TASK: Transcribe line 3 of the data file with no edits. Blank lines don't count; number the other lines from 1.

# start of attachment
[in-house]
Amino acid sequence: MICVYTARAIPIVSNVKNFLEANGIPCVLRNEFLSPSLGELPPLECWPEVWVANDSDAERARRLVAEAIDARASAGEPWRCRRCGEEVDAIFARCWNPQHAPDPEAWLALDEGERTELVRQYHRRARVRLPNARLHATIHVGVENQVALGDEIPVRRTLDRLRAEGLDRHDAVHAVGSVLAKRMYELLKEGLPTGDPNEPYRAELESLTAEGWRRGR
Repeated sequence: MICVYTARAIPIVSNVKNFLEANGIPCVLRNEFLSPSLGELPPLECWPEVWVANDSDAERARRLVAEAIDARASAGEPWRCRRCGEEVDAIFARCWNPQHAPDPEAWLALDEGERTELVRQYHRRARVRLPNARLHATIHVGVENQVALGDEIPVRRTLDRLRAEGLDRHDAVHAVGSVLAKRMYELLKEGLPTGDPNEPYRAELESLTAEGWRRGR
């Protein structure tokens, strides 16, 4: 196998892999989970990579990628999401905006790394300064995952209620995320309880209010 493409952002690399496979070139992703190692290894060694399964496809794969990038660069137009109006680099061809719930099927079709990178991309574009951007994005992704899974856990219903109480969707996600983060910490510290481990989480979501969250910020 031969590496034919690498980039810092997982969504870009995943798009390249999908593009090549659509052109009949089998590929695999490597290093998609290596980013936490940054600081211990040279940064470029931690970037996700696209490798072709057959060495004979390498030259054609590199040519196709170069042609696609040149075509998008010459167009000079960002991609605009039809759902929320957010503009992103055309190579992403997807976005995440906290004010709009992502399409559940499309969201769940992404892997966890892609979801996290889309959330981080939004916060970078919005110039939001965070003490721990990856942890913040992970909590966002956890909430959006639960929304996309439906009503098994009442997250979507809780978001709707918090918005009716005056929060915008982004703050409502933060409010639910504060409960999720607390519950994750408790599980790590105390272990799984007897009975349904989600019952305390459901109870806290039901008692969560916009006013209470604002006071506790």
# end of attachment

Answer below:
Repeated sequence: MICVYTARAIPIVSNVKNFLEANGIPCVLRNEFLSPSLGELPPLECWPEVWVANDSDAERARRLVAEAIDARASAGEPWRCRRCGEEVDAIFARCWNPQHAPDPEAWLALDEGERTELVRQYHRRARVRLPNARLHATIHVGVENQVALGDEIPVRRTLDRLRAEGLDRHDAVHAVGSVLAKRMYELLKEGLPTGDPNEPYRAELESLTAEGWRRGR